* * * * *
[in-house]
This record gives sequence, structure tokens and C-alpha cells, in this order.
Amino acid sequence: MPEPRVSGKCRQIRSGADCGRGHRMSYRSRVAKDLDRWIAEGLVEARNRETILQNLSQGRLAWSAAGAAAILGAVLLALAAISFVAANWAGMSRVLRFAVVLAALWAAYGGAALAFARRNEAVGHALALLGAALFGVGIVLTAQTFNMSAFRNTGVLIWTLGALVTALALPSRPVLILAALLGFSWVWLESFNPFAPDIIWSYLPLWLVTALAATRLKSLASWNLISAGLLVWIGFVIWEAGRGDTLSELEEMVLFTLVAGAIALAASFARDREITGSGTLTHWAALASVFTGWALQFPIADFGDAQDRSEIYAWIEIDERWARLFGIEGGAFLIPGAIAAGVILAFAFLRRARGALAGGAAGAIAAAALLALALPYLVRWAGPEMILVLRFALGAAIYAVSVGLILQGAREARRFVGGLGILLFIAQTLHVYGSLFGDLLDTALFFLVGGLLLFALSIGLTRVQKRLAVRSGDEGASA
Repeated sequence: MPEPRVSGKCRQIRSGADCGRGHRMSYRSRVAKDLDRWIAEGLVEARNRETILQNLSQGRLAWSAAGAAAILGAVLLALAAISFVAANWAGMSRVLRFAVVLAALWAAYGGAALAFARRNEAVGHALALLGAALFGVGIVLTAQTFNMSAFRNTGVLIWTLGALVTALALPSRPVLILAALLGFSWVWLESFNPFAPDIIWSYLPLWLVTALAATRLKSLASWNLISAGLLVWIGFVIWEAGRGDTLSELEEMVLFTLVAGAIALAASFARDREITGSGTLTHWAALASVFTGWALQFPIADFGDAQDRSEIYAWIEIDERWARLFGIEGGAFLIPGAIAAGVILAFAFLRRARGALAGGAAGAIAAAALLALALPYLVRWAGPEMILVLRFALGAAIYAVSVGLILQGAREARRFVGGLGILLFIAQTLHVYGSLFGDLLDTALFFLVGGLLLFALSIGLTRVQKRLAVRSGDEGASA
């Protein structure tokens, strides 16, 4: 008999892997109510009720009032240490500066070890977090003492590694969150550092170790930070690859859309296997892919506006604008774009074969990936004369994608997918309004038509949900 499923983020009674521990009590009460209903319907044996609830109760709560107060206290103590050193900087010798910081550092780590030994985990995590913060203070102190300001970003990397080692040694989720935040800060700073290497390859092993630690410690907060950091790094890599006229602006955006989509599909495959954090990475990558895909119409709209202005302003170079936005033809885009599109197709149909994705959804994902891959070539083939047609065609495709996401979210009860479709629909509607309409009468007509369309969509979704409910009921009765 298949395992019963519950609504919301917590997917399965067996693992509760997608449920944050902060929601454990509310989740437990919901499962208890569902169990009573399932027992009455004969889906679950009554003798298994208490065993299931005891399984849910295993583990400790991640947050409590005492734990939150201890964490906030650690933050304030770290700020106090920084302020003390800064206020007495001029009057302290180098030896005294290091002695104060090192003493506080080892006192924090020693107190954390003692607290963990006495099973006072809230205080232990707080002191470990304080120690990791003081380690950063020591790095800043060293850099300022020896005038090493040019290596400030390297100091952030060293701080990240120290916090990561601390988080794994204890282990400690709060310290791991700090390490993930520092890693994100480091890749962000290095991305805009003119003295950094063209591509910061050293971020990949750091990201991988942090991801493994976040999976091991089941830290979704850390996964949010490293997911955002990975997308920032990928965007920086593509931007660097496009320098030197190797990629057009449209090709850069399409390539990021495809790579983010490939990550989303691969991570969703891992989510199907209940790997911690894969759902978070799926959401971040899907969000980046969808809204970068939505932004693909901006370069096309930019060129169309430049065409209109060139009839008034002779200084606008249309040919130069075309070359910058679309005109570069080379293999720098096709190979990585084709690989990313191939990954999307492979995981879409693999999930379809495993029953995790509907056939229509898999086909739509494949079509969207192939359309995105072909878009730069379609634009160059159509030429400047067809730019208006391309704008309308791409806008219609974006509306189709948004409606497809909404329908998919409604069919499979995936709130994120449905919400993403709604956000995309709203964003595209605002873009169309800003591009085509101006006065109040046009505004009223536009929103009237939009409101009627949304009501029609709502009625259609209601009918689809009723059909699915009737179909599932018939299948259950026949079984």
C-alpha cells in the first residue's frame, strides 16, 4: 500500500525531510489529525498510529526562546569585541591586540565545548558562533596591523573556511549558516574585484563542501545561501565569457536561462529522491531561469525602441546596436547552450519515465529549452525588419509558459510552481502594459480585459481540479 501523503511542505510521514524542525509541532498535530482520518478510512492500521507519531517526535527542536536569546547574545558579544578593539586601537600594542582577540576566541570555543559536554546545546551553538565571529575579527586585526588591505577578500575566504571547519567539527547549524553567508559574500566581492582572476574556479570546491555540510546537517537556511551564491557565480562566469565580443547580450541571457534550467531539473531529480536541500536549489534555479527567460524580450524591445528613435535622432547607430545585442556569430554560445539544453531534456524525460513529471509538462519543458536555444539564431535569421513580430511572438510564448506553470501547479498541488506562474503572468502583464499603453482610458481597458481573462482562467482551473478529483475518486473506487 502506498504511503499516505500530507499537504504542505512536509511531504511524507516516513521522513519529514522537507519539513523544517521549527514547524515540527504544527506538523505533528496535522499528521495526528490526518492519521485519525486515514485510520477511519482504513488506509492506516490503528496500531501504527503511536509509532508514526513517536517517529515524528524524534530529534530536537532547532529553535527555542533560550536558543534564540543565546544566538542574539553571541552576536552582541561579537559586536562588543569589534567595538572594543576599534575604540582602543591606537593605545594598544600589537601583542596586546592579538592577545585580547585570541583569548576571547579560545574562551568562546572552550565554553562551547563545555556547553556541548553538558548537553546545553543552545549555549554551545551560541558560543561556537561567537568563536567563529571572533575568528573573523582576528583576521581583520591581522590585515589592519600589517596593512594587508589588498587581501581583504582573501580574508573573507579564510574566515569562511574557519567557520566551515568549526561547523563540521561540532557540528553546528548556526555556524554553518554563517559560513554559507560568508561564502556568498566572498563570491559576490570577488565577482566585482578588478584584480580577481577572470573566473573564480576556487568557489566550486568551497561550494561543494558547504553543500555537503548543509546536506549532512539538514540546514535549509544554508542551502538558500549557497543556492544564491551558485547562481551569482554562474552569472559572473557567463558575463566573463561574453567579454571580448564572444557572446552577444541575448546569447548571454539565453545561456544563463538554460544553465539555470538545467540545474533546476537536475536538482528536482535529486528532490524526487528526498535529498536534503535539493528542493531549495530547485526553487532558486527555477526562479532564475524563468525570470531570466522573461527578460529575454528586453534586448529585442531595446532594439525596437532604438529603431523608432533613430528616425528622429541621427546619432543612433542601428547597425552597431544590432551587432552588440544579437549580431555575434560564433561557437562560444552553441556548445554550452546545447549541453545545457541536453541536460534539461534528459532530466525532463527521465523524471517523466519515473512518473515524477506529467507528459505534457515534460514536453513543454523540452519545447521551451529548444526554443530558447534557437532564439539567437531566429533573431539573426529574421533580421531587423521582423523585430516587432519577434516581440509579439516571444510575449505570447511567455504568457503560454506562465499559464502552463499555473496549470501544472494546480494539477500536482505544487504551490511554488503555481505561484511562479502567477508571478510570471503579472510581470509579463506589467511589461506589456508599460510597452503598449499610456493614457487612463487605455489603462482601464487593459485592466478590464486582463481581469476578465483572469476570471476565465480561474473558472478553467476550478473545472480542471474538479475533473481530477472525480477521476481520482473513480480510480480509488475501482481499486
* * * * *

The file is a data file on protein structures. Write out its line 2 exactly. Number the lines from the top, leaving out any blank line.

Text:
This record gives sequence, structure tokens and C-alpha cells, in this order.